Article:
Marriott International has reported a second quarter net loss of $234 million, compared to a net income of $232 million in same period a year-ago.
The second quarter adjusted net loss totalled $210 million, compared to second quarter 2019 adjusted net income of $525 million.
Comparable systemwide constant dollar RevPAR declined 84.4 per cent worldwide during the period, or 83.6 per cent in North America and 86.7 per cent outside North America.
Arne Sorenson, president and chief executive officer of Marriott International, said: “While our business continues to be profoundly impacted by Covid-19, we are seeing steady signs of demand returning.
“Worldwide RevPAR has climbed steadily since its low point of down 90 per cent for the month of April, to a decline of 70 per cent for the month of July.
“Worldwide occupancy rates, which bottomed at 11 per cent for the week ended April 11th, have improved each week, reaching nearly 34 per cent for the week ended August 1st.
“Currently, 91 per cent of our worldwide hotels are now open compared to 74 per cent in April, and 96 per cent are open today in North America.”
Rival Accor took a similar tone release its results last week, acknowledging losses, but arguing the worst might have passed.
Marriott said, as of the end of the second quarter, company net liquidity totalled approximately $4.4 billion, representing roughly $2.3 billion in cash and cash equivalents, and $2.9 billion of unused borrowing capacity under its revolving credit facility, less $0.8 billion of commercial paper outstanding.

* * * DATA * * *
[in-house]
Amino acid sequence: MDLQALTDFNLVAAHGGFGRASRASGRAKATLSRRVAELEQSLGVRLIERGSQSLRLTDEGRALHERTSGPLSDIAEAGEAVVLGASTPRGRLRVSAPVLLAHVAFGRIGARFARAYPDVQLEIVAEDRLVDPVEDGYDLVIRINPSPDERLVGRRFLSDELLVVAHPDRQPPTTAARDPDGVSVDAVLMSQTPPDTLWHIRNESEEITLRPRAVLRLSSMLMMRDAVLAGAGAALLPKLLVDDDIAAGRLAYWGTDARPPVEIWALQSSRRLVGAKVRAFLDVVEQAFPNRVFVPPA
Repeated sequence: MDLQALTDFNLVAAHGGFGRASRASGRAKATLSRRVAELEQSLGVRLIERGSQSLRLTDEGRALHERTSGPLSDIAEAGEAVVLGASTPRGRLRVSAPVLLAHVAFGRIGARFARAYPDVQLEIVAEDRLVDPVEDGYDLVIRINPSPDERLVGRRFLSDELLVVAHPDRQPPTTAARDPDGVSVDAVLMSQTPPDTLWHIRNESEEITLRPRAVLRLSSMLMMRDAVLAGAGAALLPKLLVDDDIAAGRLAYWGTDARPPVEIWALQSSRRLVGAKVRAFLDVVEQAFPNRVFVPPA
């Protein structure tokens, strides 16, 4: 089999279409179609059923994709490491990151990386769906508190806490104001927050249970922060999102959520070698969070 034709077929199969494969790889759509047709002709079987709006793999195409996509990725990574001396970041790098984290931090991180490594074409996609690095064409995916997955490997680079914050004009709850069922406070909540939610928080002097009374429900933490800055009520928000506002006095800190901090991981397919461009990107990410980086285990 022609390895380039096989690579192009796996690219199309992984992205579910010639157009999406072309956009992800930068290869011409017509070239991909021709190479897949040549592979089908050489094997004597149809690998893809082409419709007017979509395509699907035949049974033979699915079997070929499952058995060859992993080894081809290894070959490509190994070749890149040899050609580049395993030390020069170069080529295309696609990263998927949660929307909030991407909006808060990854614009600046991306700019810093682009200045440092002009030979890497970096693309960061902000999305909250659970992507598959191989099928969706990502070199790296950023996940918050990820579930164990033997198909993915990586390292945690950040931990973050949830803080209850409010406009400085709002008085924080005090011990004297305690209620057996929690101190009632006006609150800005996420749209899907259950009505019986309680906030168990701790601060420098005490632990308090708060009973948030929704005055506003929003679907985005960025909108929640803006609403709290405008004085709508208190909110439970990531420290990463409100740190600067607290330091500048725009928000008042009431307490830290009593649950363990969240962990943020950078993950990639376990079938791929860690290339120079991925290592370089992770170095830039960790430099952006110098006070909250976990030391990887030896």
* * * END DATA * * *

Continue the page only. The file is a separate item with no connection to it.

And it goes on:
“Greater China continues to lead the recovery,” continues Sorenson.
“As of early May, all our hotels in the region are open, and occupancy levels are now reaching 60 per cent, compared to 70 per cent the same time last year, and a marked improvement from single-digit levels in February.
“The improvement we have seen in Greater China exemplifies the resilience of travel demand once there is a view that the virus is under control and travel restrictions have eased.
“Our other regions around the world have also experienced steady improvements in demand and RevPAR over the last couple of months, though the pace varies and tends to be slower in regions that depend more on international travellers.”
Marriott said it has a strong pipeline of upcoming hotels, featuring approximately 510,000 rooms, 45 percent of which are under construction.
Sorenson concluded: “While the full recovery from Covid-19 will clearly take time, the current trends we are seeing reinforce our view that when people feel safe traveling, demand returns quickly.”